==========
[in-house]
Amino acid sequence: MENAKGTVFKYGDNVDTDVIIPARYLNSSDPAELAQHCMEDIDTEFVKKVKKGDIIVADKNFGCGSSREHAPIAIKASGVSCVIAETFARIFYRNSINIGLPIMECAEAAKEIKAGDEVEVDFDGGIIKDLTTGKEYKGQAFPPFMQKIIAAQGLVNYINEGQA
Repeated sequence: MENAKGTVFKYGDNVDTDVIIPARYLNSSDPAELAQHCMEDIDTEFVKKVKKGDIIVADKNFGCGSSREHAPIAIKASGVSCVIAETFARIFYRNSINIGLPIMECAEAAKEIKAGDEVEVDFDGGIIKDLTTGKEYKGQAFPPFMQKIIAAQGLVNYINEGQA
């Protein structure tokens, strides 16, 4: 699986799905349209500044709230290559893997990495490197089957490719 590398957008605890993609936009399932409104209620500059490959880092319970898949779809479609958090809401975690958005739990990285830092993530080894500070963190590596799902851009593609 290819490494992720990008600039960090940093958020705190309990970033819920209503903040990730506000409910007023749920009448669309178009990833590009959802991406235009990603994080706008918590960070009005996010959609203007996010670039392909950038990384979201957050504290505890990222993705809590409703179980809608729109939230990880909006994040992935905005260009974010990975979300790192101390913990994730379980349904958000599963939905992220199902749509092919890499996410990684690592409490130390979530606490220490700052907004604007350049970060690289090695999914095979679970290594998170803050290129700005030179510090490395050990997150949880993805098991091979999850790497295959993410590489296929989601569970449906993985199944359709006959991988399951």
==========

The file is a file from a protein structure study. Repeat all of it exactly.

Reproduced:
[in-house]
Amino acid sequence: MENAKGTVFKYGDNVDTDVIIPARYLNSSDPAELAQHCMEDIDTEFVKKVKKGDIIVADKNFGCGSSREHAPIAIKASGVSCVIAETFARIFYRNSINIGLPIMECAEAAKEIKAGDEVEVDFDGGIIKDLTTGKEYKGQAFPPFMQKIIAAQGLVNYINEGQA
Repeated sequence: MENAKGTVFKYGDNVDTDVIIPARYLNSSDPAELAQHCMEDIDTEFVKKVKKGDIIVADKNFGCGSSREHAPIAIKASGVSCVIAETFARIFYRNSINIGLPIMECAEAAKEIKAGDEVEVDFDGGIIKDLTTGKEYKGQAFPPFMQKIIAAQGLVNYINEGQA
């Protein structure tokens, strides 16, 4: 699986799905349209500044709230290559893997990495490197089957490719 590398957008605890993609936009399932409104209620500059490959880092319970898949779809479609958090809401975690958005739990990285830092993530080894500070963190590596799902851009593609 290819490494992720990008600039960090940093958020705190309990970033819920209503903040990730506000409910007023749920009448669309178009990833590009959802991406235009990603994080706008918590960070009005996010959609203007996010670039392909950038990384979201957050504290505890990222993705809590409703179980809608729109939230990880909006994040992935905005260009974010990975979300790192101390913990994730379980349904958000599963939905992220199902749509092919890499996410990684690592409490130390979530606490220490700052907004604007350049970060690289090695999914095979679970290594998170803050290129700005030179510090490395050990997150949880993805098991091979999850790497295959993410590489296929989601569970449906993985199944359709006959991988399951």